Deflation can be handled by giving out negative pay raises... but one still has to handle idiocy like pensions that never go down (again, because of idiots writing the rules) and a host of other side effects such as hoarding of specie. The problem isn't deflation but the inability of our growth centric system to handle anything but numbers going ever upwards.

              2. CrazyOldCatMan Silver badge

                Re: A tragedy? @ Richard Boyce

                Who through good governance try and keep the value of them fairly predictable

                Or, with Zimbabwean values of governance, seek to make them lose 50% of value every hour or so.

              3. Cynic_999 Silver badge

                Re: A tragedy? @ Richard Boyce

                "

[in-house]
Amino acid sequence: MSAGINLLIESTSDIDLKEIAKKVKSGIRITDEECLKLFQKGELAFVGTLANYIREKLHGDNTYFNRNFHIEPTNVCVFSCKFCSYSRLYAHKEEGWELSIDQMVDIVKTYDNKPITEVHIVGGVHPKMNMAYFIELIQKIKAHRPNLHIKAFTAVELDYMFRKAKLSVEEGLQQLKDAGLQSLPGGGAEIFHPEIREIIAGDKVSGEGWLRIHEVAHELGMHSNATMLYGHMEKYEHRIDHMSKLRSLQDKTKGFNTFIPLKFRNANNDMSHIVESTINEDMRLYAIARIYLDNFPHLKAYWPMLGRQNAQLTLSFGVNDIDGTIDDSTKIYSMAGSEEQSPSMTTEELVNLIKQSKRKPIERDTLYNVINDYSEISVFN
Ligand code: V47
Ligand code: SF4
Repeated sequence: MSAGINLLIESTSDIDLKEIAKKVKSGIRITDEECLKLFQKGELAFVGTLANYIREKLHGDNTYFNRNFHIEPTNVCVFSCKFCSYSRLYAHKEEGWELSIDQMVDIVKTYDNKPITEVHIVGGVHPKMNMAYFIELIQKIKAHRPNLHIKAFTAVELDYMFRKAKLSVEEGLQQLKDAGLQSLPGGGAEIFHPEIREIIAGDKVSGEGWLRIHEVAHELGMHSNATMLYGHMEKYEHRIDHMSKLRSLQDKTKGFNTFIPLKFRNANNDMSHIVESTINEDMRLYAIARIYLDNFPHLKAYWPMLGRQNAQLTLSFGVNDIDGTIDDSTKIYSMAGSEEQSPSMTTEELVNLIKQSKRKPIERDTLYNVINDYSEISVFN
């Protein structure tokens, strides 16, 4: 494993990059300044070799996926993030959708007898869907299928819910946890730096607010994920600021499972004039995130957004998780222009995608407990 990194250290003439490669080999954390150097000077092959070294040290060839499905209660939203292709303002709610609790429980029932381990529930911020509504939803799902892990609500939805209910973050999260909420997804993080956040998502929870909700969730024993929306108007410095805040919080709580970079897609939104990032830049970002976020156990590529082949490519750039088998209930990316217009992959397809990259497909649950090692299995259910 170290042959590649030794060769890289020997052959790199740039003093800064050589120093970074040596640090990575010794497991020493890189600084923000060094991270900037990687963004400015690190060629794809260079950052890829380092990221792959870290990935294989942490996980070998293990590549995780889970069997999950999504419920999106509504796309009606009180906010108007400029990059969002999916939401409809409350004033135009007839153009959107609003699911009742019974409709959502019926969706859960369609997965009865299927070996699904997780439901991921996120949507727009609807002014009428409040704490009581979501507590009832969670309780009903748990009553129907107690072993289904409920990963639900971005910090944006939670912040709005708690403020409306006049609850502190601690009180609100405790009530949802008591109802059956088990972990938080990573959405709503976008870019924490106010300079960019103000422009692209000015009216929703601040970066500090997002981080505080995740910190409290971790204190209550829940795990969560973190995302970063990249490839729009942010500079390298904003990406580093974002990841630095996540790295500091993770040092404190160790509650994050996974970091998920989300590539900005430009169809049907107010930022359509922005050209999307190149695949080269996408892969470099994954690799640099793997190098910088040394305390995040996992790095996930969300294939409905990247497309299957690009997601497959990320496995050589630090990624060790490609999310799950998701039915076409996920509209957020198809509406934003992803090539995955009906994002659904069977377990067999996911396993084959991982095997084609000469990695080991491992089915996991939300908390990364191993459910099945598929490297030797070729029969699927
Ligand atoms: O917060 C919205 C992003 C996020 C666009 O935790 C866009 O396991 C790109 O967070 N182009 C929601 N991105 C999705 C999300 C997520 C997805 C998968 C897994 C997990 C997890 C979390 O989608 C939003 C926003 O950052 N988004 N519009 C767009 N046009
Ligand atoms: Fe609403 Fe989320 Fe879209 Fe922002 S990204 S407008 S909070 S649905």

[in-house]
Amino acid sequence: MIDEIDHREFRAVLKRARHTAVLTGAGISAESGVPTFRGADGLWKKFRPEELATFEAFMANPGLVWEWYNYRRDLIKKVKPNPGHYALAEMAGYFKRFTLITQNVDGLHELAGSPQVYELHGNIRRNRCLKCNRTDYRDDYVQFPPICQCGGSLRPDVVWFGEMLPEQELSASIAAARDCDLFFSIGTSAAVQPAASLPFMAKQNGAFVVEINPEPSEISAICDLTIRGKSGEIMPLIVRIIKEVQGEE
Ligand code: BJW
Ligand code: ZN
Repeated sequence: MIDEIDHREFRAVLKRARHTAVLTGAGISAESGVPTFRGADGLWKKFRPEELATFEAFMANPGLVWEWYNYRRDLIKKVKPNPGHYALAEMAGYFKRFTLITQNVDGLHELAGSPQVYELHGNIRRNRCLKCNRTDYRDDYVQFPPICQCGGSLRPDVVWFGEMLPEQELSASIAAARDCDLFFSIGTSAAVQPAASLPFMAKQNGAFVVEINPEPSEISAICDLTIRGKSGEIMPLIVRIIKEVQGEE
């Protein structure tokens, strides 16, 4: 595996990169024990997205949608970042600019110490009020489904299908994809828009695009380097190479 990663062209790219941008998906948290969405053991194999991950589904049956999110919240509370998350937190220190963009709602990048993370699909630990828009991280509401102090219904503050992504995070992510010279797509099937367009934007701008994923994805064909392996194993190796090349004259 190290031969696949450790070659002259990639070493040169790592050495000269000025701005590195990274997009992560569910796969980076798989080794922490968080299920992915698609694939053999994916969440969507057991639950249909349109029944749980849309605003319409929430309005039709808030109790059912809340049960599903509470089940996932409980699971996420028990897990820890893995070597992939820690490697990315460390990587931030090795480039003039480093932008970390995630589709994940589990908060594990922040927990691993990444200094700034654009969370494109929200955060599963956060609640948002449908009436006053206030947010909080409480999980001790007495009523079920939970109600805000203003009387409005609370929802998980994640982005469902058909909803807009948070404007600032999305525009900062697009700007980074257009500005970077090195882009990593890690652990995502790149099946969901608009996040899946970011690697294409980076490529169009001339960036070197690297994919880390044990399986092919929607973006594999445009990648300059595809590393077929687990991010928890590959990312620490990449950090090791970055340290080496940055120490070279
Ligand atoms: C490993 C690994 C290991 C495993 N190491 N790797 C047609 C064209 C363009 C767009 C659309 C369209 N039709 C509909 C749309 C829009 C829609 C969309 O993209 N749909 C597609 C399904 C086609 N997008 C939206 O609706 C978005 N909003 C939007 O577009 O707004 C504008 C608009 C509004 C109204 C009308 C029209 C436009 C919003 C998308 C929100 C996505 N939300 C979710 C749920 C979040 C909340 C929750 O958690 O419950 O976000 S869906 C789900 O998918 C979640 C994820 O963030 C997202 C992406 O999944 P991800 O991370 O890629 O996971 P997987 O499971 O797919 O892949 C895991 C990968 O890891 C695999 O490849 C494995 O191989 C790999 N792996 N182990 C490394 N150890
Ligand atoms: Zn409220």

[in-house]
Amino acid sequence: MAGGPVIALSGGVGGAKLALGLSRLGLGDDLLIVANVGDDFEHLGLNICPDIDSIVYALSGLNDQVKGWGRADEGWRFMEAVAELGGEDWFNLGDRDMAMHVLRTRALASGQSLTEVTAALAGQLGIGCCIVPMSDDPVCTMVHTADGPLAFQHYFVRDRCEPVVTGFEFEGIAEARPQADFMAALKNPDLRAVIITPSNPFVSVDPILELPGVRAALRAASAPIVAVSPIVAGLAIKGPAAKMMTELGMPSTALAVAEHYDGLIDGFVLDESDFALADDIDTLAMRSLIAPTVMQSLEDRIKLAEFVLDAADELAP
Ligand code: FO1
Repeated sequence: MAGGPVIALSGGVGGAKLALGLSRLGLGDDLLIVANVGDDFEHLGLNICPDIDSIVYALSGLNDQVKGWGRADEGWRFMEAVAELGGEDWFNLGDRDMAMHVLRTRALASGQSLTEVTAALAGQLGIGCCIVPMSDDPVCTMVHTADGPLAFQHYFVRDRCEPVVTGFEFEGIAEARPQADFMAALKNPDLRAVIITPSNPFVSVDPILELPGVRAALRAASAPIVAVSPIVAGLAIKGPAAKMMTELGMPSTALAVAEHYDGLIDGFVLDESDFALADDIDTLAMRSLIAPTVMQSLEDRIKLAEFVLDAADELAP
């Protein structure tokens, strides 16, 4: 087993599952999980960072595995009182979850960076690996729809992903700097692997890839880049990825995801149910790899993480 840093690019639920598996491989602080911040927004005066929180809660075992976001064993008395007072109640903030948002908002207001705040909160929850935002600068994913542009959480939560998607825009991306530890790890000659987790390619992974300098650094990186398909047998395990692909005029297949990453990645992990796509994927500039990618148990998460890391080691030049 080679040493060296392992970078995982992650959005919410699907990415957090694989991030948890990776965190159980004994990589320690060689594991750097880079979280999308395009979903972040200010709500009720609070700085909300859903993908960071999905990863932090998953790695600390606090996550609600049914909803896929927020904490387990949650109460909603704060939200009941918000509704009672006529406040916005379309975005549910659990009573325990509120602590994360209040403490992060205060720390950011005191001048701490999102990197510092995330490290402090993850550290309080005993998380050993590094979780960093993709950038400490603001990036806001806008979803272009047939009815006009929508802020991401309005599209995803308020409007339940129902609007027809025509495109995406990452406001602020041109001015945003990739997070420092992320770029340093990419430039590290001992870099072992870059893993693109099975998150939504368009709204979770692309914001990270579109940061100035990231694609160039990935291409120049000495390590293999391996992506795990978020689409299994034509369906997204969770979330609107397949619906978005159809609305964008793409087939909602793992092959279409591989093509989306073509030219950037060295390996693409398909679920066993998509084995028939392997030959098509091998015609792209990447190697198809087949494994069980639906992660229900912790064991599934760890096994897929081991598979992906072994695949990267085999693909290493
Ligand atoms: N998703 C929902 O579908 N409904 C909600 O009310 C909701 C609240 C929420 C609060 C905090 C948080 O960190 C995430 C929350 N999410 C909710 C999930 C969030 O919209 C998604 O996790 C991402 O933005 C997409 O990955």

Real currencies are guaranteed by governments.

                "

                Guaranteed to steadily decline in value perhaps. Ask any Venezuelan how much such a guarantee is worth.

                Meanwhile the Bitcoin I bought almost 12 months ago has increased in value by 1000% while the "guaranteed" currency in my bank account has diminished in value by about 3% in the same time period.

                1. Terry 6 Silver badge
                  FAIL

                  Re: A tragedy? @ Richard Boyce

                  Cynic_999

                  The perfect definition of an economic bubble there.

                  As in "My shares in these South Sea companies are earning me more than my salary......... " and so on.

                  1. Anonymous Coward
                    Anonymous Coward

                    Re: A tragedy? @ Richard Boyce